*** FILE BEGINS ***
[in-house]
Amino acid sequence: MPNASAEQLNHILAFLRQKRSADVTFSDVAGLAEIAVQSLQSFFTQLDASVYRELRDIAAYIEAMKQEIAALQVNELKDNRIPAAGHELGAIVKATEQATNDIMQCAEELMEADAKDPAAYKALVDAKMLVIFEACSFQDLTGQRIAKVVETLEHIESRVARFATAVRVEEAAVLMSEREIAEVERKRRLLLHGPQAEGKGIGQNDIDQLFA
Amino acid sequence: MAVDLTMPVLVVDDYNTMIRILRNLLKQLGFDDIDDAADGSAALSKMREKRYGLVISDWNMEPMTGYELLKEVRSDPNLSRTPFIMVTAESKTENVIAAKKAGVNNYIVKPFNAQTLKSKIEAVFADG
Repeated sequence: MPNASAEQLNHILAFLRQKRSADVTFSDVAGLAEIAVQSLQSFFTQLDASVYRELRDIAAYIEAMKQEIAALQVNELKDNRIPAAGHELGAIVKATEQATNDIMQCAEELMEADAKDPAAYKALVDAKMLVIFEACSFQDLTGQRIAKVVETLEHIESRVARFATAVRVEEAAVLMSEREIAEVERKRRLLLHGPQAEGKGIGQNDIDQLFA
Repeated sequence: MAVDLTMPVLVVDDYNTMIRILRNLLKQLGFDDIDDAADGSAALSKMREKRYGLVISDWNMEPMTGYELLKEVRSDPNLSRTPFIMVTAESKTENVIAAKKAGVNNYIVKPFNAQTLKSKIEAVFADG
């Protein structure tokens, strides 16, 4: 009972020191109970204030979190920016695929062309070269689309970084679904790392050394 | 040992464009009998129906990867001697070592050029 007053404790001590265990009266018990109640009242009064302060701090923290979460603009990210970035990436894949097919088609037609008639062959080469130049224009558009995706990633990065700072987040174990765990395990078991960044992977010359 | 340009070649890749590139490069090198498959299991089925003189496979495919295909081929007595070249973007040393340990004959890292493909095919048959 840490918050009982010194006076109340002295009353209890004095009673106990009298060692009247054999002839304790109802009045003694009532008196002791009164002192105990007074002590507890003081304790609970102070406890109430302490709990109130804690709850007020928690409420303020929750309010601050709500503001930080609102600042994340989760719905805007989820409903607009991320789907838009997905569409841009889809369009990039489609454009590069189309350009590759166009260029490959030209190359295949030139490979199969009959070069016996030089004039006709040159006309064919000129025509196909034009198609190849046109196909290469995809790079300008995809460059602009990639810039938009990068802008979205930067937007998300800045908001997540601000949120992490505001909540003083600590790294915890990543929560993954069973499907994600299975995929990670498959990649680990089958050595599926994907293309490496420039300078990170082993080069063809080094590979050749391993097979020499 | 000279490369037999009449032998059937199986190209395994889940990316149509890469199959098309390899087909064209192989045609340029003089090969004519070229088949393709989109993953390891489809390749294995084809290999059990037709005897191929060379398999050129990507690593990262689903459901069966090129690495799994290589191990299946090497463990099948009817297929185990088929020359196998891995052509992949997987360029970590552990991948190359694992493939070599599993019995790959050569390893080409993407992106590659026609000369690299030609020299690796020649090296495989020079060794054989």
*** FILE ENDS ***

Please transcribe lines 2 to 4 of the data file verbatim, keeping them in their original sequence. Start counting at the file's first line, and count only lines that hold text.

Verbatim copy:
Amino acid sequence: MPNASAEQLNHILAFLRQKRSADVTFSDVAGLAEIAVQSLQSFFTQLDASVYRELRDIAAYIEAMKQEIAALQVNELKDNRIPAAGHELGAIVKATEQATNDIMQCAEELMEADAKDPAAYKALVDAKMLVIFEACSFQDLTGQRIAKVVETLEHIESRVARFATAVRVEEAAVLMSEREIAEVERKRRLLLHGPQAEGKGIGQNDIDQLFA
Amino acid sequence: MAVDLTMPVLVVDDYNTMIRILRNLLKQLGFDDIDDAADGSAALSKMREKRYGLVISDWNMEPMTGYELLKEVRSDPNLSRTPFIMVTAESKTENVIAAKKAGVNNYIVKPFNAQTLKSKIEAVFADG
Repeated sequence: MPNASAEQLNHILAFLRQKRSADVTFSDVAGLAEIAVQSLQSFFTQLDASVYRELRDIAAYIEAMKQEIAALQVNELKDNRIPAAGHELGAIVKATEQATNDIMQCAEELMEADAKDPAAYKALVDAKMLVIFEACSFQDLTGQRIAKVVETLEHIESRVARFATAVRVEEAAVLMSEREIAEVERKRRLLLHGPQAEGKGIGQNDIDQLFA